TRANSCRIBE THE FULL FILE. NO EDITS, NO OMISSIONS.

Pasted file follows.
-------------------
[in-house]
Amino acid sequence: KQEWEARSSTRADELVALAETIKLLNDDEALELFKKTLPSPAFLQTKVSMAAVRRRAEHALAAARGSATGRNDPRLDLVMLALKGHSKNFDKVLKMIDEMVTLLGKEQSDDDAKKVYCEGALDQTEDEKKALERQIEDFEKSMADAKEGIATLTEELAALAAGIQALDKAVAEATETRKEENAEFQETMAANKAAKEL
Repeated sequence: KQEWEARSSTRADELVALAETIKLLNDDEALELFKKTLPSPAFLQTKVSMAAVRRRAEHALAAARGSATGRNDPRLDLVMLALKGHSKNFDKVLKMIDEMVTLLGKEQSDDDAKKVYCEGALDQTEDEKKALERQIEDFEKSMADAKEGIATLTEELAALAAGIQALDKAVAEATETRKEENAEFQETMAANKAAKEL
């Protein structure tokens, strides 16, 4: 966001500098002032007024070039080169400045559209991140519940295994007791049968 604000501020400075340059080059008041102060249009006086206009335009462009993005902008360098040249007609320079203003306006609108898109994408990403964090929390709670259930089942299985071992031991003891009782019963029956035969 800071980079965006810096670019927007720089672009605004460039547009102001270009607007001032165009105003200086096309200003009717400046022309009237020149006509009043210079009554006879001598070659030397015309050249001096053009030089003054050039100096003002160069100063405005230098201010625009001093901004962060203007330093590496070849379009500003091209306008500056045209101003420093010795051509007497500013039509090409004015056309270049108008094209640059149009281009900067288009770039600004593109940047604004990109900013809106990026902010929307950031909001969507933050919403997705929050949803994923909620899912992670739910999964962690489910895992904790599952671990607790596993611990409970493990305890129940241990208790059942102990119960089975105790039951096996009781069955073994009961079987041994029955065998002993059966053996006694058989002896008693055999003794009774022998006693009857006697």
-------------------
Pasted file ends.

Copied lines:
[in-house]
Amino acid sequence: KQEWEARSSTRADELVALAETIKLLNDDEALELFKKTLPSPAFLQTKVSMAAVRRRAEHALAAARGSATGRNDPRLDLVMLALKGHSKNFDKVLKMIDEMVTLLGKEQSDDDAKKVYCEGALDQTEDEKKALERQIEDFEKSMADAKEGIATLTEELAALAAGIQALDKAVAEATETRKEENAEFQETMAANKAAKEL
Repeated sequence: KQEWEARSSTRADELVALAETIKLLNDDEALELFKKTLPSPAFLQTKVSMAAVRRRAEHALAAARGSATGRNDPRLDLVMLALKGHSKNFDKVLKMIDEMVTLLGKEQSDDDAKKVYCEGALDQTEDEKKALERQIEDFEKSMADAKEGIATLTEELAALAAGIQALDKAVAEATETRKEENAEFQETMAANKAAKEL
């Protein structure tokens, strides 16, 4: 966001500098002032007024070039080169400045559209991140519940295994007791049968 604000501020400075340059080059008041102060249009006086206009335009462009993005902008360098040249007609320079203003306006609108898109994408990403964090929390709670259930089942299985071992031991003891009782019963029956035969 800071980079965006810096670019927007720089672009605004460039547009102001270009607007001032165009105003200086096309200003009717400046022309009237020149006509009043210079009554006879001598070659030397015309050249001096053009030089003054050039100096003002160069100063405005230098201010625009001093901004962060203007330093590496070849379009500003091209306008500056045209101003420093010795051509007497500013039509090409004015056309270049108008094209640059149009281009900067288009770039600004593109940047604004990109900013809106990026902010929307950031909001969507933050919403997705929050949803994923909620899912992670739910999964962690489910895992904790599952671990607790596993611990409970493990305890129940241990208790059942102990119960089975105790039951096996009781069955073994009961079987041994029955065998002993059966053996006694058989002896008693055999003794009774022998006693009857006697």